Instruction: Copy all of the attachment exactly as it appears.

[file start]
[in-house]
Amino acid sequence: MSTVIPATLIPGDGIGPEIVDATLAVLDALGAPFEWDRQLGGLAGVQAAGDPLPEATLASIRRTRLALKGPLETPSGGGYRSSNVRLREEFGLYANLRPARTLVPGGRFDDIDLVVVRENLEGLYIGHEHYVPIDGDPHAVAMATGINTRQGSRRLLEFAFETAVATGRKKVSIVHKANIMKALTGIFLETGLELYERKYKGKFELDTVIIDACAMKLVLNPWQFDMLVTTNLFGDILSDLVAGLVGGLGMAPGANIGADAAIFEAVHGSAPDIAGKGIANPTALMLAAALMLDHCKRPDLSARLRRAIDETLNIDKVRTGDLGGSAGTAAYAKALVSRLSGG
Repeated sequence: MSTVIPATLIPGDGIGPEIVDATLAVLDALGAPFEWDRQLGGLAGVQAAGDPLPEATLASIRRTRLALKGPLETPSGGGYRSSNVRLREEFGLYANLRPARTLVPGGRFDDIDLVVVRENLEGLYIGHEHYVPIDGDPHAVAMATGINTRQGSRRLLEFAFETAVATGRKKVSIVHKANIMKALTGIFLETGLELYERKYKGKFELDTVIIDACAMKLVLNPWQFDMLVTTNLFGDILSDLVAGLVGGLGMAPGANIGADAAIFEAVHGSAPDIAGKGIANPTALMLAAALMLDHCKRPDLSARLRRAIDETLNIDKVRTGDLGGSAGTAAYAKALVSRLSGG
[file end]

[in-house]
Amino acid sequence: MSTVIPATLIPGDGIGPEIVDATLAVLDALGAPFEWDRQLGGLAGVQAAGDPLPEATLASIRRTRLALKGPLETPSGGGYRSSNVRLREEFGLYANLRPARTLVPGGRFDDIDLVVVRENLEGLYIGHEHYVPIDGDPHAVAMATGINTRQGSRRLLEFAFETAVATGRKKVSIVHKANIMKALTGIFLETGLELYERKYKGKFELDTVIIDACAMKLVLNPWQFDMLVTTNLFGDILSDLVAGLVGGLGMAPGANIGADAAIFEAVHGSAPDIAGKGIANPTALMLAAALMLDHCKRPDLSARLRRAIDETLNIDKVRTGDLGGSAGTAAYAKALVSRLSGG
Repeated sequence: MSTVIPATLIPGDGIGPEIVDATLAVLDALGAPFEWDRQLGGLAGVQAAGDPLPEATLASIRRTRLALKGPLETPSGGGYRSSNVRLREEFGLYANLRPARTLVPGGRFDDIDLVVVRENLEGLYIGHEHYVPIDGDPHAVAMATGINTRQGSRRLLEFAFETAVATGRKKVSIVHKANIMKALTGIFLETGLELYERKYKGKFELDTVIIDACAMKLVLNPWQFDMLVTTNLFGDILSDLVAGLVGGLGMAPGANIGADAAIFEAVHGSAPDIAGKGIANPTALMLAAALMLDHCKRPDLSARLRRAIDETLNIDKVRTGDLGGSAGTAAYAKALVSRLSGG